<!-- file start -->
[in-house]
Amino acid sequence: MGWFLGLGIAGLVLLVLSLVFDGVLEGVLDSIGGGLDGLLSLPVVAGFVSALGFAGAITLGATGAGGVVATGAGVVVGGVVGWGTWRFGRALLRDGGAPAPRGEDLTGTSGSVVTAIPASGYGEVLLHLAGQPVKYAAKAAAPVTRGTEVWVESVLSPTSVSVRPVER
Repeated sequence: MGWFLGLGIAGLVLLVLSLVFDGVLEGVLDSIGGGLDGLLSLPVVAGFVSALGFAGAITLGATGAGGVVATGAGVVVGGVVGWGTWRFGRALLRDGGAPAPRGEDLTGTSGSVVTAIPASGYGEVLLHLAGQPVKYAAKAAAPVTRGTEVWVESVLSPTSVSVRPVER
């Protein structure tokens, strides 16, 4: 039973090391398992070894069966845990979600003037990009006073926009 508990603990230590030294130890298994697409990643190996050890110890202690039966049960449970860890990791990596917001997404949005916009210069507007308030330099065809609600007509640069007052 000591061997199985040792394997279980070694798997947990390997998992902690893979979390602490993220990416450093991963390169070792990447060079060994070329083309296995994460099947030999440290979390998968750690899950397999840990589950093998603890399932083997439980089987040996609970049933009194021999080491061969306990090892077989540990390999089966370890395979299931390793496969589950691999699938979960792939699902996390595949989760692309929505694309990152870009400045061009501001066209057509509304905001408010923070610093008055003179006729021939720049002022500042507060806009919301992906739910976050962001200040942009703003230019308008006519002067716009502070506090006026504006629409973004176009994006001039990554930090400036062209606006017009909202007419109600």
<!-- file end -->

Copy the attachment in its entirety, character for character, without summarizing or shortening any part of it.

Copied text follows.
[in-house]
Amino acid sequence: MGWFLGLGIAGLVLLVLSLVFDGVLEGVLDSIGGGLDGLLSLPVVAGFVSALGFAGAITLGATGAGGVVATGAGVVVGGVVGWGTWRFGRALLRDGGAPAPRGEDLTGTSGSVVTAIPASGYGEVLLHLAGQPVKYAAKAAAPVTRGTEVWVESVLSPTSVSVRPVER
Repeated sequence: MGWFLGLGIAGLVLLVLSLVFDGVLEGVLDSIGGGLDGLLSLPVVAGFVSALGFAGAITLGATGAGGVVATGAGVVVGGVVGWGTWRFGRALLRDGGAPAPRGEDLTGTSGSVVTAIPASGYGEVLLHLAGQPVKYAAKAAAPVTRGTEVWVESVLSPTSVSVRPVER
């Protein structure tokens, strides 16, 4: 039973090391398992070894069966845990979600003037990009006073926009 508990603990230590030294130890298994697409990643190996050890110890202690039966049960449970860890990791990596917001997404949005916009210069507007308030330099065809609600007509640069007052 000591061997199985040792394997279980070694798997947990390997998992902690893979979390602490993220990416450093991963390169070792990447060079060994070329083309296995994460099947030999440290979390998968750690899950397999840990589950093998603890399932083997439980089987040996609970049933009194021999080491061969306990090892077989540990390999089966370890395979299931390793496969589950691999699938979960792939699902996390595949989760692309929505694309990152870009400045061009501001066209057509509304905001408010923070610093008055003179006729021939720049002022500042507060806009919301992906739910976050962001200040942009703003230019308008006519002067716009502070506090006026504006629409973004176009994006001039990554930090400036062209606006017009909202007419109600």